First interstellar visitor described as an 'oddball'


The International Astronomical Union, which is responsible for cataloging the names of space objects, also gave the asteroid its very first "I" for "interstellar" designation, which shifts its formal name from A/2017 U1 (with the "A" standing for "asteroid") to "1I/2017 U1".

"For decades we've theorised that such interstellar objects are out there, and now - for the first time - we have direct evidence they exist", said Thomas Zurbuchen, associate administrator for Nasa's science mission directorate in Washington DC. "This history-making discovery is opening a new window to study formation of solar systems beyond our own".

Apparently, unlike many asteroids, 'Oumuamua doesn't have an icy tail behind it - possibly thanks to its spinning trajectory. This unique object was discovered on October 19, 2017 by the Pan-STARRS 1 telescope in Hawaii. Gemini, the ESO's Very Large Telescope in Chile, the Canada France Hawaii Telescope, the United Kingdom Infrared Telescope, and other observatories trained their eyes on the asteroid.

'Oumuamua is not the first interstellar object to reach the solar system, or the last; NASA estimates that one flies by per year. Astronomers are now revealing more details about the interstellar interloper and it's just plain weird. In fact, it's like nothing we've ever seen before. An artist's impression shows a very elongated shape, different from any known asteroids. It is surrounded by the trails of faint stars that are smeared as the telescopes tracked the moving asteroid.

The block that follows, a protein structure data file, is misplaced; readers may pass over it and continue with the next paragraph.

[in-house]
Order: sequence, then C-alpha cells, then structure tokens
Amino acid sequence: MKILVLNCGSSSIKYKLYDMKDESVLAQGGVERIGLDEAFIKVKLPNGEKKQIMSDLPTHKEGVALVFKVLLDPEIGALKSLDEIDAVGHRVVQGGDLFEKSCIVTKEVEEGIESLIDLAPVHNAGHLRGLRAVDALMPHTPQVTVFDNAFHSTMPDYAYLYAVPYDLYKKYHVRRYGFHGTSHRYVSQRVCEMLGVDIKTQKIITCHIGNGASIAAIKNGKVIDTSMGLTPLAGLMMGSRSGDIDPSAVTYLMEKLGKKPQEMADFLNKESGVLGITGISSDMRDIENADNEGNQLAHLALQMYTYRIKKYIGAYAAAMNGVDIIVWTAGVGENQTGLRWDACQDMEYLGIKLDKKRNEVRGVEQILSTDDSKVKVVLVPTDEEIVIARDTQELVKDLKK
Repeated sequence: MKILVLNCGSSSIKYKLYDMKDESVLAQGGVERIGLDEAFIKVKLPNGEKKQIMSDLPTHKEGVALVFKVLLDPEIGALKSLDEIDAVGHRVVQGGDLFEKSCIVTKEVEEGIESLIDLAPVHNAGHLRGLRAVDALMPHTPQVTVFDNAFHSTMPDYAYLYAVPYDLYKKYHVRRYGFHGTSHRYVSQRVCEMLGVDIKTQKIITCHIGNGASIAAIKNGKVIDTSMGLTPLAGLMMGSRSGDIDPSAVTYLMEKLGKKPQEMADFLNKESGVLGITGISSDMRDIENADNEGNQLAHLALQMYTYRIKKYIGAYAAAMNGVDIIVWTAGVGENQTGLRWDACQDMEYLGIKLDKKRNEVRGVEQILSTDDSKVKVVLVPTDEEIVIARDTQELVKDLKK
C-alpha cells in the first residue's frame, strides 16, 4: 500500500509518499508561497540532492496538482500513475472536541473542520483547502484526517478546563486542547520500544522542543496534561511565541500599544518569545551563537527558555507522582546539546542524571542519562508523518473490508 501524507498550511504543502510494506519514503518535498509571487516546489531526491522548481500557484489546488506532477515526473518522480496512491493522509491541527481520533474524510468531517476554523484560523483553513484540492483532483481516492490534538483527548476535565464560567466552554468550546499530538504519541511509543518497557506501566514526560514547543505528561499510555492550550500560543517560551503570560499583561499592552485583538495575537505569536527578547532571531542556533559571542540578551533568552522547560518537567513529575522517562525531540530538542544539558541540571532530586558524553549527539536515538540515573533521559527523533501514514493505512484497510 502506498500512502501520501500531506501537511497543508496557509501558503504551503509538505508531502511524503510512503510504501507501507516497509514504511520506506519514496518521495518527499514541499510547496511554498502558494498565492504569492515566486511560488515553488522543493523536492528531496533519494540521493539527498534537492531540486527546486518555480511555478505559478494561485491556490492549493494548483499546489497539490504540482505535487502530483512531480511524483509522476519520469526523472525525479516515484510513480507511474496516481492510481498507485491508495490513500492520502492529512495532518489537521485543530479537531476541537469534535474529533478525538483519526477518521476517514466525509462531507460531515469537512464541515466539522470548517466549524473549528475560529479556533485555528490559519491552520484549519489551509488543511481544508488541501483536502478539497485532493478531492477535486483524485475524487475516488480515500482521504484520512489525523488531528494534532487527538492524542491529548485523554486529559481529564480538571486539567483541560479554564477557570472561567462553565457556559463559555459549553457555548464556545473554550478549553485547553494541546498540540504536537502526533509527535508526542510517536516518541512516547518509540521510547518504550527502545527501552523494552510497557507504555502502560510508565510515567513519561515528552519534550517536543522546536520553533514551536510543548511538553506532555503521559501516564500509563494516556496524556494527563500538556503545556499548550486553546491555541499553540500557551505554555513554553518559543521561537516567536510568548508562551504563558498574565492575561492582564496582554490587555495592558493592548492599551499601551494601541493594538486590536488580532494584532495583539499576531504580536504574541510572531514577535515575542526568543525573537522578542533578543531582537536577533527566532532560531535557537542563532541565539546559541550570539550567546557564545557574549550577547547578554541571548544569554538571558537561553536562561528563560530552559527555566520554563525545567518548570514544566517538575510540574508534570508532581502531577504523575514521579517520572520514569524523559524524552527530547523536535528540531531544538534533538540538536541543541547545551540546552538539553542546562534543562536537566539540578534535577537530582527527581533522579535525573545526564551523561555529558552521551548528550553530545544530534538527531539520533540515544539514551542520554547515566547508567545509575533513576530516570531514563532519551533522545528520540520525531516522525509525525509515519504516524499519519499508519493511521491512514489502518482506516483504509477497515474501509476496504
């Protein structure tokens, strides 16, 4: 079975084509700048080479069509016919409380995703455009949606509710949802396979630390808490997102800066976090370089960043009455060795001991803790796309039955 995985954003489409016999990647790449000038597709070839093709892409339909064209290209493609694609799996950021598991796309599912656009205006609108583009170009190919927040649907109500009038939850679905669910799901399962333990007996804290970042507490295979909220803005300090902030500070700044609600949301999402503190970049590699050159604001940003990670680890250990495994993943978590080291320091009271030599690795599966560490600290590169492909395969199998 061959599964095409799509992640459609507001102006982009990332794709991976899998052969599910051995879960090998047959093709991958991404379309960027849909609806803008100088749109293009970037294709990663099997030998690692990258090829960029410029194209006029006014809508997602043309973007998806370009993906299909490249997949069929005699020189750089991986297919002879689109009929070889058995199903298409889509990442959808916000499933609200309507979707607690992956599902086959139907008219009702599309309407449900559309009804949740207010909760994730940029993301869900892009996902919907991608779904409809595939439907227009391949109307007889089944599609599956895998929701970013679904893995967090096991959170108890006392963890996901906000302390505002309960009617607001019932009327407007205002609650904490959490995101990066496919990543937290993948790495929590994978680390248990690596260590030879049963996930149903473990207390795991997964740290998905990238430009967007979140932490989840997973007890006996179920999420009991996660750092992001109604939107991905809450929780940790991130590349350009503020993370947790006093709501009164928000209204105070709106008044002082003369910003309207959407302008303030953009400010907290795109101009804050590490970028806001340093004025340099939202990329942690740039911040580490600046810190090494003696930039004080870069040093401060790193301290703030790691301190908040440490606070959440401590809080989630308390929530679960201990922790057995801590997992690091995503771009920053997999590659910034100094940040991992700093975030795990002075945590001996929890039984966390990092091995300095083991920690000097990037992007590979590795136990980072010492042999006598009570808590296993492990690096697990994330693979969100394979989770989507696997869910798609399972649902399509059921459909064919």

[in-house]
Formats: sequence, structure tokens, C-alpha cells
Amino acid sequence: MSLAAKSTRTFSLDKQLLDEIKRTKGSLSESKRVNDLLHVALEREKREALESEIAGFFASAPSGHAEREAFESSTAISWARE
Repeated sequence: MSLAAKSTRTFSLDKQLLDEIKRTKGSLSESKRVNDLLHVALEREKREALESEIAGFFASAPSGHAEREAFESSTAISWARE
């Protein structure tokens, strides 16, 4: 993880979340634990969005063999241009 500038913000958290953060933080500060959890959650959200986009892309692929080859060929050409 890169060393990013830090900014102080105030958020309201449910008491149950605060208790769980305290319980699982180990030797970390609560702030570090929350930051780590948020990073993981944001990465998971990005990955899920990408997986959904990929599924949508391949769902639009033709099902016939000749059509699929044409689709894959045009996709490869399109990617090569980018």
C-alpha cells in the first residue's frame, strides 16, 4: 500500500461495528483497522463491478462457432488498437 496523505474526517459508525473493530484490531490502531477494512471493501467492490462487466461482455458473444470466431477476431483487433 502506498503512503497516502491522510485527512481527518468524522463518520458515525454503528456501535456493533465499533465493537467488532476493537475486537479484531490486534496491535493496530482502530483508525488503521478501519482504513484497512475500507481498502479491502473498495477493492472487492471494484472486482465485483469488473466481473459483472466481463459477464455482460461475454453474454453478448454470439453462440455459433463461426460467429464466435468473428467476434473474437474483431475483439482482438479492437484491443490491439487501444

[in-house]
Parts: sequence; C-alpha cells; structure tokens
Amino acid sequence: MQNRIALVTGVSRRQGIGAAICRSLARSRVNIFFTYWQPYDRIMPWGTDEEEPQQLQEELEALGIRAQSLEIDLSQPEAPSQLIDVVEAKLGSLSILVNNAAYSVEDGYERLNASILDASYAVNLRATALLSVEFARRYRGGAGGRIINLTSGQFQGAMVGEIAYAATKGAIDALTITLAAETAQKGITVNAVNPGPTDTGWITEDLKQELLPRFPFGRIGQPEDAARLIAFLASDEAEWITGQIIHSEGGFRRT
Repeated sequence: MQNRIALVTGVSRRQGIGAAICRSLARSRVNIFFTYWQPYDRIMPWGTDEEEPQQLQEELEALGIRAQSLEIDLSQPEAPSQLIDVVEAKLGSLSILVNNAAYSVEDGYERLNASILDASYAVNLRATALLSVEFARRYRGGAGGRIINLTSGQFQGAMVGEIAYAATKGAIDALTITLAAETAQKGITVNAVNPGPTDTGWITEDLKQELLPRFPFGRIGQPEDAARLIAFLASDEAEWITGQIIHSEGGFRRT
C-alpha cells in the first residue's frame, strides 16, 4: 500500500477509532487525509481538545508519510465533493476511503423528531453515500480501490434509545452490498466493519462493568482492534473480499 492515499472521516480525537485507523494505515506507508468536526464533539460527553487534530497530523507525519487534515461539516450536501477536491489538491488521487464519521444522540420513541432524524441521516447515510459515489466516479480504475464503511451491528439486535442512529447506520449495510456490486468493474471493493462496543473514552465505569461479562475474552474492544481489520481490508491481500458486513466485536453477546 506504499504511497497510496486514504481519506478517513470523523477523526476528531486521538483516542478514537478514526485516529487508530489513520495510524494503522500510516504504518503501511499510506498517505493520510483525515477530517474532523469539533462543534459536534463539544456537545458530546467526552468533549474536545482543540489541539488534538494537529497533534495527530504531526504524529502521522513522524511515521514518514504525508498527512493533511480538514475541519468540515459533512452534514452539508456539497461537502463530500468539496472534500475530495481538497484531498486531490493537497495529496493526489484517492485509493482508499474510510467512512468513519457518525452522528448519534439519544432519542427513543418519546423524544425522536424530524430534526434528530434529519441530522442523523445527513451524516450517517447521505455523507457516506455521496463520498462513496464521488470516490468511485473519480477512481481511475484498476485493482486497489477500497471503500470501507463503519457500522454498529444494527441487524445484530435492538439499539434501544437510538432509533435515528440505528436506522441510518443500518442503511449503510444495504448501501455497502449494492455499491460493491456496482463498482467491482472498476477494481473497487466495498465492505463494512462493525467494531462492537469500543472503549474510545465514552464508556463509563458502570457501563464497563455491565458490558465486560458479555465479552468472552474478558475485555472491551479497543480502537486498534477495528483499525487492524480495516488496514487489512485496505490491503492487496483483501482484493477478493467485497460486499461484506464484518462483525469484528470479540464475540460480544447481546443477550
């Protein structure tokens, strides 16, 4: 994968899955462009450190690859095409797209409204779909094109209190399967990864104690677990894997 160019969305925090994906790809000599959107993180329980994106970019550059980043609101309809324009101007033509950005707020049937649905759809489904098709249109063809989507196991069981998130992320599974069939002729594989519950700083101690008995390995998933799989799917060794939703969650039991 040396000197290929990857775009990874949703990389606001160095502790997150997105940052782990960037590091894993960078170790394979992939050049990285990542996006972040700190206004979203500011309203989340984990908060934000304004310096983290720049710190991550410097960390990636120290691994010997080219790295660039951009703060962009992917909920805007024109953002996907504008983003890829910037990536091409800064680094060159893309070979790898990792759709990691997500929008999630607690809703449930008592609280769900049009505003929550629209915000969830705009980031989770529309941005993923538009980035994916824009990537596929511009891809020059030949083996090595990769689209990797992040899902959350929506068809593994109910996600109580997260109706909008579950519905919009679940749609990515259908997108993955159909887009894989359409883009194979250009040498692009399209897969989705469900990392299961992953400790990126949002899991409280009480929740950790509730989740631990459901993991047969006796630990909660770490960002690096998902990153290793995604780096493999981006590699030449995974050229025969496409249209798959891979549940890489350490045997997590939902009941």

Putting the pieces of these observation together, astronomers concluded that the asteroid is like nothing they've ever seen before.

Image by NASA
Image by NASA

The study, titled "A Brief Visit From a Red and Extremely Elongated Interstellar Asteroid", appeared today (Nov. 20th) in the scientific journal Nature.

The VLT's FORS instrument was able to make very precise spectroscopic measurements of 'Oumuamua's brightness and color.

Karen Meech explains the significance: "This unusually large variation in brightness means that the object is highly elongated: about ten times as long as it is wide, with a complex, convoluted shape".

"We also found that it has a dark red color, similar to objects in the outer solar system, and confirmed that it is completely inert, without the faintest hint of dust around it", Meech, one of the authors of the new study, added. Light-curve observations indicate that the object has an extreme oblong shape, with a 10:1 axis ratio and a mean radius of 102±4 m, assuming an albedo of 0.04. Apparently, this asteroid is long and skinny, much like a cigar, and is spinning constantly as it travels, as if some otherworldly explosion or cataclysmic event picked up the little rock and tossed it out across the galaxy like a big throwing knife. It's dark and reddened surface is also an indication of tholins, which are the result of organic molecules (like methane) being irradiated by cosmic rays for millions of years.

Led by Dr. Meech, the team included members from the European Southern Observatory, the Osservatorio Astronomico di Roma, the European Space Agency's SSA-NEO Coordination Center, and the Institute for Astronomy at the University of Hawaii in Honolulu.

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